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COMMONWEALTH PENNSYLVANIA v. DONALD EDWIN BAYLOR (07/11/80)

filed: July 11, 1980.

COMMONWEALTH OF PENNSYLVANIA
v.
DONALD EDWIN BAYLOR, JR., APPELLANT



Nos. 354 and 355 April Term, 1979, Appeal from the Orders, dated January 23, 1979, of the Court of Common Pleas, Criminal Division, of Blair County At No. 1175 of 1976.

COUNSEL

Richard M. Serbin, Altoona, for appellant.

David P. Andrews, Assistant District Attorney, Hollidaysburg, submitted a brief on behalf of Commonwealth, appellee.

Price, Cavanaugh and Watkins, JJ.

Author: Cavanaugh

[ 279 Pa. Super. Page 306]

Mr. Baylor appeals two lower court orders which denied his petition to withdraw his guilty plea nunc pro tunc and his petition for relief under the Post Conviction Hearing Act (PCHA).*fn1 He argues that his guilty plea colloquy was defective, that the judge erred in sentencing him without ordering a presentence investigation report, and that after-discovered evidence entitles him to withdraw his guilty plea. We do not reach the merits of these arguments, instead we remand for an evidentiary hearing.

On March 31, 1977, the appellant pled guilty to burglary and forgery and was given consecutive sentences of two and a half to five years' imprisonment for the burglary conviction and one to two years' imprisonment for the forgery conviction. He did not directly appeal these sentences.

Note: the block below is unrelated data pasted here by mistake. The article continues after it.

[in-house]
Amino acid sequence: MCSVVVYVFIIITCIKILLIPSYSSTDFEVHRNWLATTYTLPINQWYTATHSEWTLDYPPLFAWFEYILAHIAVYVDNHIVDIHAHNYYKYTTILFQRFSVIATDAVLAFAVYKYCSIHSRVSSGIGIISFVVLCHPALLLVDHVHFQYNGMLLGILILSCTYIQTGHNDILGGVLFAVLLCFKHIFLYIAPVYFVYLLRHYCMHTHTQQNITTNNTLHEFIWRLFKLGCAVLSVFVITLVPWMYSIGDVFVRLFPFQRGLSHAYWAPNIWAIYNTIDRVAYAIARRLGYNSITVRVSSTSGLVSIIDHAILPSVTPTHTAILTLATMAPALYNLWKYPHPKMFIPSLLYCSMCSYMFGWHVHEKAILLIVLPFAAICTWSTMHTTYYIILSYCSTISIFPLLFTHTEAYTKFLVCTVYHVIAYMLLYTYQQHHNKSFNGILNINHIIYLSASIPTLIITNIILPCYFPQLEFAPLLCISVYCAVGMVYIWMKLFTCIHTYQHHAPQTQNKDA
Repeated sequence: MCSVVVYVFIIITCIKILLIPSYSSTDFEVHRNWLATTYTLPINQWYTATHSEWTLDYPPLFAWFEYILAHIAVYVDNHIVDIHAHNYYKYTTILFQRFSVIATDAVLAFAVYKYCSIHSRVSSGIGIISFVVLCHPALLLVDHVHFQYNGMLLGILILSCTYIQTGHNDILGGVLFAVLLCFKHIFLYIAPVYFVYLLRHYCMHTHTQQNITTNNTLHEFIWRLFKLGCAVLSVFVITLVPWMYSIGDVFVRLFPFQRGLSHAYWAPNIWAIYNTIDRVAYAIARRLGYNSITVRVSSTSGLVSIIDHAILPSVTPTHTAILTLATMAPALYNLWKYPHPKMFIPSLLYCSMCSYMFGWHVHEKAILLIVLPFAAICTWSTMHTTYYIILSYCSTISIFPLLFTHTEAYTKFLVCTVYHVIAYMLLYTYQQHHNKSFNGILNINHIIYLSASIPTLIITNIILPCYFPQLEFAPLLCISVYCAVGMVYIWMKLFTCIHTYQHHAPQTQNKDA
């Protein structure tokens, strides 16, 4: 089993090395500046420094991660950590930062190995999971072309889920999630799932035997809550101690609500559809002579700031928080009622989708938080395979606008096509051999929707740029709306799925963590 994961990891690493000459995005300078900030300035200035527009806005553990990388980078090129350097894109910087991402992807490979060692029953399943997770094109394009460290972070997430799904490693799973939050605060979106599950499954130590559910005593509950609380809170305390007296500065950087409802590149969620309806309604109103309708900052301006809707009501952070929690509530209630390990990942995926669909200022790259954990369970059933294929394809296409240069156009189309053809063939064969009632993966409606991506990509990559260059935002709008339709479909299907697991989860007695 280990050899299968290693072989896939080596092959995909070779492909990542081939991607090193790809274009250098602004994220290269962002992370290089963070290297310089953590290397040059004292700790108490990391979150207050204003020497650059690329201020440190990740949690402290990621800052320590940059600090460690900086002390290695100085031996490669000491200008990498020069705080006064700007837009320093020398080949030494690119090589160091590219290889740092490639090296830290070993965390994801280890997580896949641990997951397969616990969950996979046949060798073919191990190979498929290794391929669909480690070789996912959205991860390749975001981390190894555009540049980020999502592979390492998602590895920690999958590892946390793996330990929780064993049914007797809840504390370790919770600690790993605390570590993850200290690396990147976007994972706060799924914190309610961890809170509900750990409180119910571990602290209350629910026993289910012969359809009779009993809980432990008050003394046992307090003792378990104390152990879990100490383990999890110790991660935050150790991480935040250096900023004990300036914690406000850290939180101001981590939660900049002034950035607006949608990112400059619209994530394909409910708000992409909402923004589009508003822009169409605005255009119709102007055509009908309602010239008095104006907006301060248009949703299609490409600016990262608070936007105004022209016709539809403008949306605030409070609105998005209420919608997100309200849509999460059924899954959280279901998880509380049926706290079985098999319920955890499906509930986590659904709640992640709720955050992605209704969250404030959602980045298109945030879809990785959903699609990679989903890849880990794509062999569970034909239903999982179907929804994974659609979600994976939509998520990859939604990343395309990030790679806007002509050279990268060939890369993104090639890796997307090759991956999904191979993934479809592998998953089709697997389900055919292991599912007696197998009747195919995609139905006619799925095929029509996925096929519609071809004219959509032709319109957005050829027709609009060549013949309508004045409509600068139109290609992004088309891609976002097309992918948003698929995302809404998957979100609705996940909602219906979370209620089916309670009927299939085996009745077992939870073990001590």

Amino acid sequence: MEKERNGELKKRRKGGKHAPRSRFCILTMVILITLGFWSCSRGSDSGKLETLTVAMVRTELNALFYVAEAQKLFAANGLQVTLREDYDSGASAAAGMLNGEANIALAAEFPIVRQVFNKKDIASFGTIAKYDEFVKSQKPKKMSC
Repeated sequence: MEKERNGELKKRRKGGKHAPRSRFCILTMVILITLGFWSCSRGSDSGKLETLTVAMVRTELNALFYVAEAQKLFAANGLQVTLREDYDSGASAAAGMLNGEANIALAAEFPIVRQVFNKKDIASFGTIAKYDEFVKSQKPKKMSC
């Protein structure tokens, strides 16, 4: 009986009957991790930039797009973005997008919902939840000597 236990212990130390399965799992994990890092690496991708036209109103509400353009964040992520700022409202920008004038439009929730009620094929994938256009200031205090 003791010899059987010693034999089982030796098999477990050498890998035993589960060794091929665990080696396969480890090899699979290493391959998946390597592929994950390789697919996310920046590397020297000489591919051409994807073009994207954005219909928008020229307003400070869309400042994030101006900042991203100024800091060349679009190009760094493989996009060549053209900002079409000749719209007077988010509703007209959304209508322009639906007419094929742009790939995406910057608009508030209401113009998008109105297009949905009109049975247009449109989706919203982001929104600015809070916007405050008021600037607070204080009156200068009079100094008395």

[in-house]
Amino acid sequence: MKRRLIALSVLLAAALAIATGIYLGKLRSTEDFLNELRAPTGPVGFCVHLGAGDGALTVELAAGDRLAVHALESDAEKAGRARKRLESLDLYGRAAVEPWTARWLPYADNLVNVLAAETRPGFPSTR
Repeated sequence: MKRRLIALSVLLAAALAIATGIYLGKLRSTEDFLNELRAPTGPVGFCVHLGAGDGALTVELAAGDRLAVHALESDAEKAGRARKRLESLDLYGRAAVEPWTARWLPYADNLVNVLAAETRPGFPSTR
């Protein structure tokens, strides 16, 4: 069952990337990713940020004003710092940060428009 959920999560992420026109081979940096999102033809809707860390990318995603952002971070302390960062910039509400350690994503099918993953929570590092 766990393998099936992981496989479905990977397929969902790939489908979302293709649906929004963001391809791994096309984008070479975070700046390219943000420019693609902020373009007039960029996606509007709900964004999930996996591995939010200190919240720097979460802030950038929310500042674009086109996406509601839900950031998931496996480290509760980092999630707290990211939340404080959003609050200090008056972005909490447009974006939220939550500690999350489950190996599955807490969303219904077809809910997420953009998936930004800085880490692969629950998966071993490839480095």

On May 5, 1978, more than one year after sentencing, the appellant filed a pro se PCHA petition. Soon thereafter, present counsel was appointed and counsel filed a petition to withdraw the guilty plea nunc pro tunc and a separate amended PCHA petition. The lower court held a hearing on both petitions and denied relief. This appeal followed.

The issue we consider is whether waiver as defined by the PCHA,*fn2 applies to a person who fails to directly appeal his guilty plea and after the time for direct appeal expires either petitions to withdraw his plea or petitions for PCHA relief. We conclude that it does apply to such a situation.

At the outset we note that Pa.R.Crim.P. 321 requires inter alia that a motion challenging the validity of a guilty plea be filed within ten days after sentence is imposed. However, Rule 321 was not effective until September 1, 1977. Therefore, it does not govern the instant case. The determination of the question in the instant case requires the analysis of several cases.

[ 279 Pa. Super. Page 307]

In Commonwealth v. Newell, 486 Pa. 474, 406 A.2d 733 (1979), as in the instant case, the defendant pled guilty, failed to directly appeal, and after the time for direct appeal expired, he filed a petition to withdraw his plea and a petition under the PCHA. In affirming the lower court's denial of relief, the majority of the Supreme Court*fn3 analyzed the situation solely in terms of PCHA waiver. Id., 486 Pa. at 476-478, 406 A.2d at 734-35. Moreover, the majority held there was waiver even though the guilty plea colloquy was defective because of the lower court judge's failure to adequately explain the elements of the crime in understandable terms. Id.

In Commonwealth v. Thompson, 263 Pa. Super. 323, 397 A.2d 1230 (1979), we quashed an appeal from a denial of a motion to withdraw a guilty plea since the motion was filed after the expiration of the ...


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